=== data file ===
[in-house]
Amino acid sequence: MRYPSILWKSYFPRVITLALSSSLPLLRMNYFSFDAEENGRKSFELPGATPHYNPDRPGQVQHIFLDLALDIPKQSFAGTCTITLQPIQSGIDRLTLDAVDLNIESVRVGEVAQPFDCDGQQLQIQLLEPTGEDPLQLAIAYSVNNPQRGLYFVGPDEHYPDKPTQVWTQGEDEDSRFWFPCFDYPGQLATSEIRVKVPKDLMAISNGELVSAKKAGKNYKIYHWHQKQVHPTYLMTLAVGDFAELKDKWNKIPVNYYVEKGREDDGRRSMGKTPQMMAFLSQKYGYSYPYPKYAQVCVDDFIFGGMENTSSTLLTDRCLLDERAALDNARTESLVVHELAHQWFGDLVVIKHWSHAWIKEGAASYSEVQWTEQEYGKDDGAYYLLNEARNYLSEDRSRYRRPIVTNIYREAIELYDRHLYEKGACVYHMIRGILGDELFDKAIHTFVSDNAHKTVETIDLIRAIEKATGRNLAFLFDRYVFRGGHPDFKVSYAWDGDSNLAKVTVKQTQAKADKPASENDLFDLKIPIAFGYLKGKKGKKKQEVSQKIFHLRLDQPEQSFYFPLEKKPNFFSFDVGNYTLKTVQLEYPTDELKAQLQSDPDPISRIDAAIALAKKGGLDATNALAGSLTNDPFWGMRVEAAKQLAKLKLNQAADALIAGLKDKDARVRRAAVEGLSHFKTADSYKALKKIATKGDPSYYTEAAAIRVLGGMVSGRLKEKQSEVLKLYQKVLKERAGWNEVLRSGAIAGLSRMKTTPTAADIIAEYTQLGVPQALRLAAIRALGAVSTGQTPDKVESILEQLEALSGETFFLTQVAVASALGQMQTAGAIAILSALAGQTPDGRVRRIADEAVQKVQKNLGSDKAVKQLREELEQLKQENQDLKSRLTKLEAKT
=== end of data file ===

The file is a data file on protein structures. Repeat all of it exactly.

[in-house]
Amino acid sequence: MRYPSILWKSYFPRVITLALSSSLPLLRMNYFSFDAEENGRKSFELPGATPHYNPDRPGQVQHIFLDLALDIPKQSFAGTCTITLQPIQSGIDRLTLDAVDLNIESVRVGEVAQPFDCDGQQLQIQLLEPTGEDPLQLAIAYSVNNPQRGLYFVGPDEHYPDKPTQVWTQGEDEDSRFWFPCFDYPGQLATSEIRVKVPKDLMAISNGELVSAKKAGKNYKIYHWHQKQVHPTYLMTLAVGDFAELKDKWNKIPVNYYVEKGREDDGRRSMGKTPQMMAFLSQKYGYSYPYPKYAQVCVDDFIFGGMENTSSTLLTDRCLLDERAALDNARTESLVVHELAHQWFGDLVVIKHWSHAWIKEGAASYSEVQWTEQEYGKDDGAYYLLNEARNYLSEDRSRYRRPIVTNIYREAIELYDRHLYEKGACVYHMIRGILGDELFDKAIHTFVSDNAHKTVETIDLIRAIEKATGRNLAFLFDRYVFRGGHPDFKVSYAWDGDSNLAKVTVKQTQAKADKPASENDLFDLKIPIAFGYLKGKKGKKKQEVSQKIFHLRLDQPEQSFYFPLEKKPNFFSFDVGNYTLKTVQLEYPTDELKAQLQSDPDPISRIDAAIALAKKGGLDATNALAGSLTNDPFWGMRVEAAKQLAKLKLNQAADALIAGLKDKDARVRRAAVEGLSHFKTADSYKALKKIATKGDPSYYTEAAAIRVLGGMVSGRLKEKQSEVLKLYQKVLKERAGWNEVLRSGAIAGLSRMKTTPTAADIIAEYTQLGVPQALRLAAIRALGAVSTGQTPDKVESILEQLEALSGETFFLTQVAVASALGQMQTAGAIAILSALAGQTPDGRVRRIADEAVQKVQKNLGSDKAVKQLREELEQLKQENQDLKSRLTKLEAKT